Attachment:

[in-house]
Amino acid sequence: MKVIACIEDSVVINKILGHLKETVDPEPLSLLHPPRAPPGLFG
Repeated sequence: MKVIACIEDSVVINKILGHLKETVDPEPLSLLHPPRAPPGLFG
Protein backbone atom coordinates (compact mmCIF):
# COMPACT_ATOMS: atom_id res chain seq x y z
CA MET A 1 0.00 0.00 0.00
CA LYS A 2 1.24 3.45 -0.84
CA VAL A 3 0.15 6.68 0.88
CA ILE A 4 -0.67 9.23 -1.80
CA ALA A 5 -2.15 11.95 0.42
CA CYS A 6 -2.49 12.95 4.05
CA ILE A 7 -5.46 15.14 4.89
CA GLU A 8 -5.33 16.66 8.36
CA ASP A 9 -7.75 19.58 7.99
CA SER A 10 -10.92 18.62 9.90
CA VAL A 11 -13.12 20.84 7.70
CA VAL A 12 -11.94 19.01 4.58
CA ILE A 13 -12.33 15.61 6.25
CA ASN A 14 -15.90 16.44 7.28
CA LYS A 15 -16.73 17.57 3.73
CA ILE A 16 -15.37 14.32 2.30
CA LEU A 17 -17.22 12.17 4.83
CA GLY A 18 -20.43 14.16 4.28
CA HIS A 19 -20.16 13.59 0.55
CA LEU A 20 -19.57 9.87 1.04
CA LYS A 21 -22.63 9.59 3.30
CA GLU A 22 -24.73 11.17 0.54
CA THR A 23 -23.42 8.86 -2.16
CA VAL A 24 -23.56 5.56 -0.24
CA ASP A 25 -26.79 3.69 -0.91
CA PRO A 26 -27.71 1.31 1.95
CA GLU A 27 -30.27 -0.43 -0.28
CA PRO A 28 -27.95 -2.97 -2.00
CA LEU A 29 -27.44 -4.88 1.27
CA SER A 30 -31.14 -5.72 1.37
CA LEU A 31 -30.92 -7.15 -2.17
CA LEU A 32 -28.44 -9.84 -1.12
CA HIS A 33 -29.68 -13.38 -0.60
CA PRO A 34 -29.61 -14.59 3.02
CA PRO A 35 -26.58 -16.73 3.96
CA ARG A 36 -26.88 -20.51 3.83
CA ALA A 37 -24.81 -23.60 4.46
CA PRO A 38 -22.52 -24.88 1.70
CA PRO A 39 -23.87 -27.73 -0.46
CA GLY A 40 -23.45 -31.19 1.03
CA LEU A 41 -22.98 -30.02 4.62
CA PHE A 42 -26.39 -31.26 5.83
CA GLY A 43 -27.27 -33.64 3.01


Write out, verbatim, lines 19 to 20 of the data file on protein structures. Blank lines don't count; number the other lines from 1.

CA ASN A 14 -15.90 16.44 7.28
CA LYS A 15 -16.73 17.57 3.73